What I Know Now

Depression has been a companion of mine for a long time. I don’t think this comes as a surprise to anyone who’s been reading my blog over the years, as I have talked about it plenty before now. But adding new motherhood to the mix of full-time work and regular, everyday stressful life pushed my depression into another dimension that I honestly wasn’t prepared for.

It’s taken me a while to find my rhythm again. But now that I am, gratefully, in a better head place, I want to share some of the things I’ve learned to keep myself at my happiest and most functional in this life stage. So here we go.

  1. Paying someone to deep clean my house is worth every penny if it means I don’t a) stress about needing to do all the things I hate doing, like scrubbing the bathtubs and the kitchen floor, b) have to nag or passively-aggressively try to get my family to do it, or c) feel resentful that I have to do everything myself. It’s two hours I get to spend playing with Jack in the park instead of rage-cleaning, and I’m much less hateful at the end of the day. A total first-world luxury, but it’s a win-win all around for us.
  2. I need equal parts fun and productive time. You would think that spending the entire weekend playing around would leave me feeling refreshed and happier about going back to work on Monday, but oftentimes the opposite is true. If I get to Sunday night and feel like nothing at all has been checked off my to-do list, I panic and feel like I have to go into DO-ALL-THE-THINGS mode so I don’t start the week off feeling like I’m already behind the 8 ball. I thrive on routine and structure, and it makes me grumpy to not feel like I’m organized at the beginning of the week. So each weekend I try to reserve at least a small amount of time to meal plan and grocery shop, catch up on putting all the laundry away, and generally pick up the house. If nothing else gets done, that’s ok, as long as these essentials are checked off the list.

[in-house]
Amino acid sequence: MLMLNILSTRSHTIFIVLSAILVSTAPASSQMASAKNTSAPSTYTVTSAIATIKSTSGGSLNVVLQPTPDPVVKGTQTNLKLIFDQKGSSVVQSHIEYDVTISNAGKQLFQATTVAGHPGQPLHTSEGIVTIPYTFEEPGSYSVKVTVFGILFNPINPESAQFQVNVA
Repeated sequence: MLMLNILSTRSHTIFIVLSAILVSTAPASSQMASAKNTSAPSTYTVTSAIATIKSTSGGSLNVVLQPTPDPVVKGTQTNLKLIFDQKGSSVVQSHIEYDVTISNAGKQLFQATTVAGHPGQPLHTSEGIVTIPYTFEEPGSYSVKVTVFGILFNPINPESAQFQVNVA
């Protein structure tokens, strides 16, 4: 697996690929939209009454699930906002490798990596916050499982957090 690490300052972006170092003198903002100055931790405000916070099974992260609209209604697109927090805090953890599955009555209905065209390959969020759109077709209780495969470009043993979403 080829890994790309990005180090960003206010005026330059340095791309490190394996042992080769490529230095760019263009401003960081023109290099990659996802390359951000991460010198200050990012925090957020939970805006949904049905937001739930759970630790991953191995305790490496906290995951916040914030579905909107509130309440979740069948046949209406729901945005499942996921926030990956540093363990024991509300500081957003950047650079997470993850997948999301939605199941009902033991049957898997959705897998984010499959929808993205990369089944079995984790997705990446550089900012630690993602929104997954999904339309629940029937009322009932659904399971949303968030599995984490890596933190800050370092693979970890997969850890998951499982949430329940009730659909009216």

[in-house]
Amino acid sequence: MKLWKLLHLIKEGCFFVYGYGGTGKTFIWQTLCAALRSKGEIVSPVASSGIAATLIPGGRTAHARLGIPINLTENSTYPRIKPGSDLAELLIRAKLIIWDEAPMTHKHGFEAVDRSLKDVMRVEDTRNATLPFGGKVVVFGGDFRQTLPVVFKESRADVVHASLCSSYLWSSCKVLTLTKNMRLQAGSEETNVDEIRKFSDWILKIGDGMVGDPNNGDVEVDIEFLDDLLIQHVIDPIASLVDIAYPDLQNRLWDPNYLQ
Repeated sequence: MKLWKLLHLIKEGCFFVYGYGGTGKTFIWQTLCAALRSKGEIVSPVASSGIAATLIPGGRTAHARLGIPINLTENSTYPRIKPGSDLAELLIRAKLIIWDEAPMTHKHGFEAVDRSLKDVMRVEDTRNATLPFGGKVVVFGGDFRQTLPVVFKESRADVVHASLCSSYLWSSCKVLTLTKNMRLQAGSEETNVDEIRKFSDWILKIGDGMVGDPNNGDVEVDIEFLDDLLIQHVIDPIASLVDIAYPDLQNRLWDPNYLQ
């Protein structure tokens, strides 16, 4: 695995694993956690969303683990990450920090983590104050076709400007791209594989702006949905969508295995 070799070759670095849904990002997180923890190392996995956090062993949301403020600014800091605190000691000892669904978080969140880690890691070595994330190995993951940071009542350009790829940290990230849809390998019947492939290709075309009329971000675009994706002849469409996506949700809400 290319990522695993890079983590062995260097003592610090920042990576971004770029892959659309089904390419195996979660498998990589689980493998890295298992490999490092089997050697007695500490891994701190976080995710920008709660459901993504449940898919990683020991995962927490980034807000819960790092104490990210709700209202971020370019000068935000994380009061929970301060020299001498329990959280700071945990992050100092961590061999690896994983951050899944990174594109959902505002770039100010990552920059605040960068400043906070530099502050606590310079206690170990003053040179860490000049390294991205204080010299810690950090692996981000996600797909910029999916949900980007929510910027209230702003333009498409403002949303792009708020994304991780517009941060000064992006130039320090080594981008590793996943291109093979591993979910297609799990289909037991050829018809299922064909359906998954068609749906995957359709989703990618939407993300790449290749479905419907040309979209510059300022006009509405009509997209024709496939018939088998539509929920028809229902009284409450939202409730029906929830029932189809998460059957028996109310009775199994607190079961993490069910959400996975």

3. I have to get out of the house. When Jack was first born, the thought of going anywhere with him was incredibly overwhelming. It didn’t help that I was also exclusively pumping, and trying to work around pumping-feeding-napping schedule was exhausting. But then to get all of the stuff together to get out the door, man… it just seemed like too much effort. But the thing is, if I stay home too long, my depressive-leaning brain gets self-destructive. I start to feel sad that I don’t have plans, or lonely that I have no one to hang out with, or hopeless that my responsibilities are taking over my life. So even when it’s a lot of work, I have to go somewhere for at least part of the day, on at least one of my days off. Even if it’s just to grab a coffee and go for a walk. I have. to get out. of the house.
  4. I need something to look forward to. As much as I thrive on routine, feeling like I’m stuck in a rut of just doing the same things over and over again can lead me to feeling depressed. So something I’m trying is to every once in a while – say, once a month or so – put something fun and out of the ordinary on the calendar. Going to a baseball game. Taking a trip. Going camping. It keeps the monotonous days from feeling so hopeless, because I know something fun is coming up. And I need that.
  5. I need regular time alone to do the things that I want to do. People think that being an introvert means being shy or quiet or antisocial. What it actually means is that I need to be alone every once in a while to recharge my batteries. I need quiet time to sit with my thoughts, to do something creative, or to work on something that interests me. It doesn’t have to be much – maybe just a couple of hours – but once I’m done I’m always happier and more fun to be around.